Eye drop for vision: Eye drops could soon become a treatment for age-induced farsightedness

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Eye drop for vision: Eye drops could soon become a treatment for age-induced farsightedness

Eye drop for vision: Eye drops could soon become a treatment for age-induced farsightedness

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Two eye drops could become a new way to manage presbyopia provide hope to those with farsightedness.
    • Author:
    • Author name
      Quantumrun Foresight
    • April 13, 2022

    Presbyopia is an eye problem that affects up to 80 percent of the world's older population, particularly from the age of 40 to 45 and above. While prescription glasses or contact lenses are the most common treatments for presbyopia, a new treatment using eye drops is coming closer to becoming a reality. 

    Eye drop for vision context

    Presbyopia is characterized by a slow decline in seeing and focusing on nearby objects. Anatomically, it occurs when the lens in one or both eyes become stiff and inflexible. The non-surgical eye drops that are being developed to treat this condition are likely to be available in two types. The Miotic drops will support the contraction of the pupil to maintain focus on both near and far objects. The second eyedrop type will seek to soften the eye lens so it can regain its flexibility. 

    By restoring lens flexibility in the eye, the effect could be people's eyes reverting to their function and condition of 10 years earlier. As a result, older people with presbyopia can maintain good eyesight for extended periods. In comparison, studies have revealed that Miotic eye drops will have short-term effects, lasting between 3 and 7 hours, while lens softening drops could last for up to 7 years. 

    Disruptive impact

    As of January 2022, clinical trials have indicated that the use of these eye drops improves patients' eyesight by up to three chart lines on a standard eye chart, which the United States' Federal Drugs Administration uses to grade eyesight studies. In addition to showing how the drugs can effectively improve a person's eyesight, clinical trials have suggested that these eye drops are safe to use. However, even if these eye drops become available, some market analysts believe that many people approaching 40 will continue to choose traditional glasses instead of this newer treatment.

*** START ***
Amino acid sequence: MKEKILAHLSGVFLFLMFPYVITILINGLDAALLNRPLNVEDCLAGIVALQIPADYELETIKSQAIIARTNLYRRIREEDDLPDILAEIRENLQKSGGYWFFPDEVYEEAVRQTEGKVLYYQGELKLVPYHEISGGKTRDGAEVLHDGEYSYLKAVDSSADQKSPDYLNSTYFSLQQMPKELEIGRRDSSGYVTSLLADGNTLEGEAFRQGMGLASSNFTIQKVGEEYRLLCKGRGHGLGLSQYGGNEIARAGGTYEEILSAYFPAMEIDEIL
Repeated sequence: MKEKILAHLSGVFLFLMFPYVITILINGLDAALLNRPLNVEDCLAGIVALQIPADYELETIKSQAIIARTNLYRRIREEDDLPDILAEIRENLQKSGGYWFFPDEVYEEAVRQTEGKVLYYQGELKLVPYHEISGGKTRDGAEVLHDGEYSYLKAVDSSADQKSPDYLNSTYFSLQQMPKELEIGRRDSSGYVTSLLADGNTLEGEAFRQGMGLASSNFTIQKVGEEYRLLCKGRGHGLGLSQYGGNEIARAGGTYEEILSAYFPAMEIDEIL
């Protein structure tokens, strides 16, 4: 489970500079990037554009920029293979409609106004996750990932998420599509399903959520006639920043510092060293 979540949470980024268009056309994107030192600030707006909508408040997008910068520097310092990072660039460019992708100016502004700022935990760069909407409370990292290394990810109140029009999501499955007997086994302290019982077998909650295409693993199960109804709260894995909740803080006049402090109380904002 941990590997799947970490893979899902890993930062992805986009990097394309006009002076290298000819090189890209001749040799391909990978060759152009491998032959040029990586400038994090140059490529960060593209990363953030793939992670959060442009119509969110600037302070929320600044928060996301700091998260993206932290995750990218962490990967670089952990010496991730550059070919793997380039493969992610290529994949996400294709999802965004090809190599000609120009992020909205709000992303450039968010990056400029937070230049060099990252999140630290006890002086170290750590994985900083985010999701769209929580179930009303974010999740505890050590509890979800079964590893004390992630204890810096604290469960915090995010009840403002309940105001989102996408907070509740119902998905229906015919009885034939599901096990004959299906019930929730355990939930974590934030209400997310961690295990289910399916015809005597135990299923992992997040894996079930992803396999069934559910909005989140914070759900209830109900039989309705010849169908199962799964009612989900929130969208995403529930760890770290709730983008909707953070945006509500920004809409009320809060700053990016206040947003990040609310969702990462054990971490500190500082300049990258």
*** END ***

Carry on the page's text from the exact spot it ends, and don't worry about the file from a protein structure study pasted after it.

While this preference may suggest that eye drops may not replace other forms of treatments for eye problems like surgery and eyeglasses, if corrective eye drops become widely accepted to treat presbyopia, it may be among the most cost-effective options for befitting candidates. 

    Wider implications of eye drops for treating farsightedness  

    Possible implications of eye drop medication for treating farsightedness may include: 

    • Spurring the development of competing eye drops that enhance vision, even doing so in different ways such as enabling people to see in infrared. 
    • Optometrists forming partnerships with companies that produce medicinal eyedrops to supplement lost revenue from glasses sales and lens replacements.
    • Driving standards being updated to recognize drivers with presbyopia being treated using eye drops and that recurring rounds of treatment may be needed over a set number of years. 

    Questions to comment on

    • What niche use cases can you see for these eye drops can lenses and glasses cannot satisfy?
    • How successful do you think Miotic eye drops will be given that they will need to be used a couple of times daily?

    Insight references

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